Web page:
As Smith explained, “They presented their lyrical narrative projects to other educators who are interested in using hip hop to engage students in historical nonfiction and assess student understanding of ELA concepts. Students were also able to attend other conference sessions that centered on poetry slams (competition in poetry reading), integrating diverse texts to the curriculum, and using hip hop to engage students of all backgrounds. The keynote speakers included Dr. Christopher Emdin, Dr. Edmund Adjapong [professors at Columbia University and Seton Hall University, respectively], and Omari Hardwick, and Derek Luke [professional actors].

Nicole Smith had high praise for the students, as well as for her husband, as the organizer of the project.

“I could not have been more proud of our kids. The students were so captivating and the educators in the room were so excited about the perspective our students were sharing. It was wonderful to see our students talk about wanting to research and go beyond the textbook that was telling them to find other perspectives from history. Mr. Smith really hit a home-run with the project he designed because it made kids curious and critical thinkers. It made them want to learn more than they were being provided. I also enjoyed the pizza and the sights of the city, but the highlight was seeing our students blossom into high quality presenters who made a positive impression on a room filled with educators.”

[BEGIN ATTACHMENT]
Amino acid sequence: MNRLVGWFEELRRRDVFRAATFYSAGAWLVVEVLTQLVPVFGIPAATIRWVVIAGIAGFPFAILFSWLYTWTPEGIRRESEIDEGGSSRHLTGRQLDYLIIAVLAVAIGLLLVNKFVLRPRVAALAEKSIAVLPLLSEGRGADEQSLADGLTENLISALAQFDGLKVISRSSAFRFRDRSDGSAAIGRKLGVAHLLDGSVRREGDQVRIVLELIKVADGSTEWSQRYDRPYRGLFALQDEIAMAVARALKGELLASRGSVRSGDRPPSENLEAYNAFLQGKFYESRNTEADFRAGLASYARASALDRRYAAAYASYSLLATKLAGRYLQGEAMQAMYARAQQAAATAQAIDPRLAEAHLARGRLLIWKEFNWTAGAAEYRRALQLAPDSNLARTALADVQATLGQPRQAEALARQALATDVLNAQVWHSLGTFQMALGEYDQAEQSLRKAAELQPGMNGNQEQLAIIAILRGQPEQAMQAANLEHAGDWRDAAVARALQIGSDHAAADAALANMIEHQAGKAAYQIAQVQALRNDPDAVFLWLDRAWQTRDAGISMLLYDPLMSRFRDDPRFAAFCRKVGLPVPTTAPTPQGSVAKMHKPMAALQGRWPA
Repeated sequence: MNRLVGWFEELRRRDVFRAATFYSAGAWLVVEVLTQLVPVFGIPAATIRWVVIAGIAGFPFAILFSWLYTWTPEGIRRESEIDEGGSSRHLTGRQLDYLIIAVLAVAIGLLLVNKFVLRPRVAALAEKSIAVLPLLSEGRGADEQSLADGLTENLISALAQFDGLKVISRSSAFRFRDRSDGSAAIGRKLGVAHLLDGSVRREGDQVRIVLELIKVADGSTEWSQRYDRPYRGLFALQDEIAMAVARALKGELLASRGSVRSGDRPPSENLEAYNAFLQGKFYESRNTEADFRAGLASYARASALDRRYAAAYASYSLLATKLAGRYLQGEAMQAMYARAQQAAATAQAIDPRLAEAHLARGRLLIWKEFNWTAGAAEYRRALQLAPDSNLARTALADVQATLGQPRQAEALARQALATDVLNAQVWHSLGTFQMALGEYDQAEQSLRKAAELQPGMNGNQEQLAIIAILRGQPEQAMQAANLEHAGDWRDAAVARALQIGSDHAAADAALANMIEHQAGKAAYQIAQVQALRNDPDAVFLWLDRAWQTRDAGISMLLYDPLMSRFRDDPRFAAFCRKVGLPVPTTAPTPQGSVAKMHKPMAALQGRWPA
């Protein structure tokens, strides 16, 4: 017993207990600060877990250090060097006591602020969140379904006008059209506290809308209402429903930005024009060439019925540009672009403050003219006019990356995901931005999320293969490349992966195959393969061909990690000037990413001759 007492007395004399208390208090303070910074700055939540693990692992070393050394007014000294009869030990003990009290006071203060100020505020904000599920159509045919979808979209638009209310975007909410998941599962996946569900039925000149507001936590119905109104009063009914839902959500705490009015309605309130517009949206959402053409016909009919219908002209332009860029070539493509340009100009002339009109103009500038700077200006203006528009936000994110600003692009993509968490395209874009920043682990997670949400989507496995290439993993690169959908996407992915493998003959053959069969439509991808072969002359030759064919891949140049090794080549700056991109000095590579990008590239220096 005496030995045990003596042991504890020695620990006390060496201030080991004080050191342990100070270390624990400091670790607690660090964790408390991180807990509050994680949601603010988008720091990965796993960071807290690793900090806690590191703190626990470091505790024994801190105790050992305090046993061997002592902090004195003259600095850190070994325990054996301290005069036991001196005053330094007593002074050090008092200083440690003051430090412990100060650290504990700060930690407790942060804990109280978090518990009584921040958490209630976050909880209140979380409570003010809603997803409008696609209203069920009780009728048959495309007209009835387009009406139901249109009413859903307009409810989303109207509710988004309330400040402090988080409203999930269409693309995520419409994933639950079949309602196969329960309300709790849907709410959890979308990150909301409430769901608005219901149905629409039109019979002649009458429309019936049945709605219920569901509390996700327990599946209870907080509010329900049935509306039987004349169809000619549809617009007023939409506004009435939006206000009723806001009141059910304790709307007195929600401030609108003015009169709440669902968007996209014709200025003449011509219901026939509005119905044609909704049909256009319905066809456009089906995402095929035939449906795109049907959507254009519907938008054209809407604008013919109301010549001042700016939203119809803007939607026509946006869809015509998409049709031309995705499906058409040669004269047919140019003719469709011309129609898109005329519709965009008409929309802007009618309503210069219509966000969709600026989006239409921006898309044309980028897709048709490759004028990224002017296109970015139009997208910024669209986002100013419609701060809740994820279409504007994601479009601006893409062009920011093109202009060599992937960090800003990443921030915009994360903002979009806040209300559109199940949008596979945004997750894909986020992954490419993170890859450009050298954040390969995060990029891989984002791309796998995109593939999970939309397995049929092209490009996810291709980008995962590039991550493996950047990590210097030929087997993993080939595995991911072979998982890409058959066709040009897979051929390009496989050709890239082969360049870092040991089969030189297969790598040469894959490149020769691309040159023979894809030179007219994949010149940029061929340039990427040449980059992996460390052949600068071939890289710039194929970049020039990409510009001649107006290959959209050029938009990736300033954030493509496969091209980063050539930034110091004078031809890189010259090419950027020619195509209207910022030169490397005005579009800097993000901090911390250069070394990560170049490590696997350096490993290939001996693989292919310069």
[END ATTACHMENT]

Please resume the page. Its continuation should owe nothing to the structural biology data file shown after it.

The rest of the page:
The Northgate students’ projects will be used as models for upcoming 10th grade students as they start the lyrical narrative project in the next school year.

Over 100 educators attended the conference, along with more than 50 students. They also held a “Science Genius” competition at the end of the day where students competed to perform hip hop songs about scientific concepts.

Nicole Smith said that in addition to the conference, students found time to take in city highlights, starting at Battery Park to view the Statue of Liberty.

“We then walked through Wall Street and past Trinity Church, where Alexander Hamilton is buried. We also made a stop at the 9/11 Memorial and the Freedom Tower before heading to Times Square. After a highlight dinner at Ray's Pizza, we were able to see the city lights from the ‘Top of the Rock’ at Rockefeller Center and walk around Times Square at dark.”

And the students’ take on the experience of presenting their ideas at one of the top universities in the country?

Sophomore Kelsey King said, "I learned more about public speaking and the impact progressive education can have on the student body."

Sophomore Alayna Manion had similar views of the experience. "I enjoyed being able to present what we learned to teachers who might use our resources in their classrooms."

Madeleine Ebaugh, a junior, found value in everything offered to the students in such a limited period of time. "I enjoyed being in a diverse city and learning more about how to speak in front of a crowd effectively."